Birding & Bird Photography

Lately, whenever I check out any photography groups, I always end up seeing many bird photographs. With easy availability of cost-effective and sharp long-teles, this is now within reach of many. Everyone who had the passion for bird photography is now able to indulge in that. Get an advanced camera, mount a telephoto lens, switch to auto and start clicking! That’s what most photographers clicking birds do. Sounds easy, does it not?


(Magpie on Rhododendron – Nikon Df with Sigma 150-500 on manual focus mode. Photographed at Natadol, Uttarakhand)


Birding vs Bird Photography

Observing birds and understanding what they do, how they live is birding. People who indulge in birding in a serious manner are called Ornithologists. One of the most famous names in the birding scene in India was Salim Ali.

Birders carry binoculars or monoscopes and are usually armed with a field guide to identify various birds and observe them.

Bird photographers on the other hand love to photograph birds though sometimes the knowledge may not match that of the birders. Bird photographers usually carry cameras with superzooms or DSLRS with long telephoto lenses. From what I have observed, most bird photographers use focal lengths between 300mm and all the way upto 600mm on APS-C sized sensor bodies.

However, with easy availability of photography equipment most birders also now indulge in photography and similarly with easy availability of field guide and increased awareness, the bird photographers are learning more and more about the birds. The difference is greying out now !

… and no I am not a birder, just a photographer who occasionally indulges in bird photography when I have good company (somehow that sounds like my alcohol drinking statement)



(Verditer / Flycatcher is a very small bird. I had to crop extensively even after photographing it at close quarters using a long tele lens)


Technical tips for photographing birds –

Sure, using a camera with excellent high ISO noise performance is easy, but for technically sound photograph of birds, there’s more –

  • I use aperture priority mode (Camera modes (PSAM and more)) with Auto-ISO setting (Auto ISO). The reason is that I use old Nikon manual focusing lenses and a long inexpensive Sigma lens. Having a slightly deeper depth of field helps me hide minor focusing errors. After all, tele lenses have a paper-thin plane of focus.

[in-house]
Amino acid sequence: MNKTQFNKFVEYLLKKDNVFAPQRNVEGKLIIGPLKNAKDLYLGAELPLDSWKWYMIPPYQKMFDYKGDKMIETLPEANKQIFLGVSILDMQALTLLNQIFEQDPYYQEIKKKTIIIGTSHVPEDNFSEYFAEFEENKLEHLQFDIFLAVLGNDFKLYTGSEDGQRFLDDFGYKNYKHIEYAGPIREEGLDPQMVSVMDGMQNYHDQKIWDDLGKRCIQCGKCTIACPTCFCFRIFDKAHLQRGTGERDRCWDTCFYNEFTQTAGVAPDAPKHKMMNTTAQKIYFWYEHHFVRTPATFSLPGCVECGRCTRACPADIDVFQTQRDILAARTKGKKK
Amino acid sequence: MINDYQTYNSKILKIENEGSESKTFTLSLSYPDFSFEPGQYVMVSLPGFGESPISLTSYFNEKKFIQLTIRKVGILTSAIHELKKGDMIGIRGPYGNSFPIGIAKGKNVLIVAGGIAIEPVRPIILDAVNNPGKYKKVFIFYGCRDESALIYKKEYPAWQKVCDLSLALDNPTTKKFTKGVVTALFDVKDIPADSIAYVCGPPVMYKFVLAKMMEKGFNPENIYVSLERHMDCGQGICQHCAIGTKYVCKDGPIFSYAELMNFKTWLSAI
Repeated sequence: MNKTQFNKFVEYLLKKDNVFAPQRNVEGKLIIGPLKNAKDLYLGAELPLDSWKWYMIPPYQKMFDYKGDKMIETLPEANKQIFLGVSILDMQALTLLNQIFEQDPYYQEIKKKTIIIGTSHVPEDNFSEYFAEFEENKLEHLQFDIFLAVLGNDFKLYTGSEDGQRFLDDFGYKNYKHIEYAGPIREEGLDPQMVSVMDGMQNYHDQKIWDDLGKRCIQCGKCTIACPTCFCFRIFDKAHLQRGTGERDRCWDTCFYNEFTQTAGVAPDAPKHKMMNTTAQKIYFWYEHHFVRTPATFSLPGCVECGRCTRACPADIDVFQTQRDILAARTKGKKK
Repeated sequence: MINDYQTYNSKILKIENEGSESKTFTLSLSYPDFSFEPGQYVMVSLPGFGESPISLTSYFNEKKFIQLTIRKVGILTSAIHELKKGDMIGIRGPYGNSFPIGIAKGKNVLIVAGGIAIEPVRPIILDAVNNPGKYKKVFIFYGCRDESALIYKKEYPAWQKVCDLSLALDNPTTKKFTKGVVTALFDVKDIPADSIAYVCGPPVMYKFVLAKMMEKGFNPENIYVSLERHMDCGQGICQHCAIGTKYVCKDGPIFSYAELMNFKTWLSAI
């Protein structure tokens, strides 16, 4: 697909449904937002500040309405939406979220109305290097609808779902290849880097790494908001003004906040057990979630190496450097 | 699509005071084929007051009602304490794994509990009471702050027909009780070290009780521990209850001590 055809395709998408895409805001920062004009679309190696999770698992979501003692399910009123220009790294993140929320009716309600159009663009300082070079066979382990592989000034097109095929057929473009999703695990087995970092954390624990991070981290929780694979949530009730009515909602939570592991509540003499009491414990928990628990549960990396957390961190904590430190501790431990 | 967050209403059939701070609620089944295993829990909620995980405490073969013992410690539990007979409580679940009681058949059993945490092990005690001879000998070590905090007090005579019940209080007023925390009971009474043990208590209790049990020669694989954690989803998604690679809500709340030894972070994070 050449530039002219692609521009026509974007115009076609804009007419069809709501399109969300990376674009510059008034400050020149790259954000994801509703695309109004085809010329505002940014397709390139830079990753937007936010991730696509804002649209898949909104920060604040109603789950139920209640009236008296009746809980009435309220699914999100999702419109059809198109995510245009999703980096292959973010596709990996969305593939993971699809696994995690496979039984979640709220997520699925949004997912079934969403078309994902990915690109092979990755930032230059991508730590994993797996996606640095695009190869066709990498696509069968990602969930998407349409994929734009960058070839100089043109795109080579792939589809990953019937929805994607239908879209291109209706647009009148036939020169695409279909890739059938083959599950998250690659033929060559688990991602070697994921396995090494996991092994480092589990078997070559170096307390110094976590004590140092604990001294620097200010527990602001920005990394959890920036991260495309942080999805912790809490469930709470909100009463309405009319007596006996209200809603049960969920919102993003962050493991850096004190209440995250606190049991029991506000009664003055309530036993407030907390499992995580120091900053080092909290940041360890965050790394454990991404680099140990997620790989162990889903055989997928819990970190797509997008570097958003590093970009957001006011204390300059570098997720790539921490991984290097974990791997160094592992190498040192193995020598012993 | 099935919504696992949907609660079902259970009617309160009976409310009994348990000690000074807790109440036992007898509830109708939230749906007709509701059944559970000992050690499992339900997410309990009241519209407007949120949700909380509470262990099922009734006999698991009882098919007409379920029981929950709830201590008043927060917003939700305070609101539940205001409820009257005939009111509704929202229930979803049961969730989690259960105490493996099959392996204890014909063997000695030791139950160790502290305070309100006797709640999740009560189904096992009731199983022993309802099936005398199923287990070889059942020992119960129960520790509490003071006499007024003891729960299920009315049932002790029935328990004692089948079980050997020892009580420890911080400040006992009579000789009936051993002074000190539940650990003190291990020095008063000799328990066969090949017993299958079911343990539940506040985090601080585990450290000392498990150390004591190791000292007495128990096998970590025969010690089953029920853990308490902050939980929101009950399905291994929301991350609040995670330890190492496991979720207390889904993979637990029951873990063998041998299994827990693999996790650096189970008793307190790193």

• However, when I am following birds in their flight, I shift to shutter priority. This prevents inadvert camera shake. I do not go below the recommended ‘1/focal length’ shutter speed. More so, since I am also not used to holding the Sigma lens which I have with me. If you feel your hands shaky, especially with long end of your lens, do opt for still higher shutter speeds.
  • Manual Mode with Auto ISO is ideal if you want to use the lens in the sweet range of its sharpness (usually the middle few f-stops) and a fixed shutter speed.
  • Expose to the right side of the histogram (ETTR). I usually use a +1 EV compensation while doing birding. Any over-exposure can be corrected in post-processing. This helps in reduce high ISO noise (interestingly, by going still higher up in the ISO. I will write about it someday).
  • Avoid chimping (To Chimp or Not To). Too much of chimping can lead to missed shots. I have seen experienced bird photographers sitting in one post with their eye glued to the viewfinder for the complete duration a bird is in their view. Do however preview your images for exposure and other settings. I identified my mistake after just a few shots.
  • Learn to use hyperfocal distance and manual focusing. AF-C is good but sometimes predictive focusing and focusing using hyperfocal distance is beneficial. I am more of a manual-focus guy so I use this often.
  • Switch to back-button autofocusing. This permits the right thumb to autofocus and the index finger release the shutter. Doing so ensures that the focus doesn’t hunt around at the critical movement of pressing the shutter release.
  • Practice panning. Smooth panning with correctly chosen shutter speed will give the results most photographers yearn for (Panning).
  • Armed with memory cards, number of shots is no longer a limitation. Use continuous shooting modes (also called burst modes). Yes, the shutter count goes up and also the resale value of your camera goes down, but then did you buy the camera just to resell it? Forget the shutter count and use burst modes. However don’t go overboard. I have seen photographers clicking hundreds of pics, at their highest frame rate, of a single composition, which I doubt will ever be useful.


Magpie with Magpie

(One magpie sharing its food with another magpie – activities like these are intriguing. Instead of photographing birds sitting on a perch, this is what bird photographers should be aiming at.
A request – I am not a bird photographer, so please consider that when you comment on poor quality of my bird photographs)


Tips for excelling in bird photography –

The other day, I was told that to photograph large predator birds, I should try on a sunny day and around noon time. Reason – it is hard for their prey to see them against the bright sun in the background.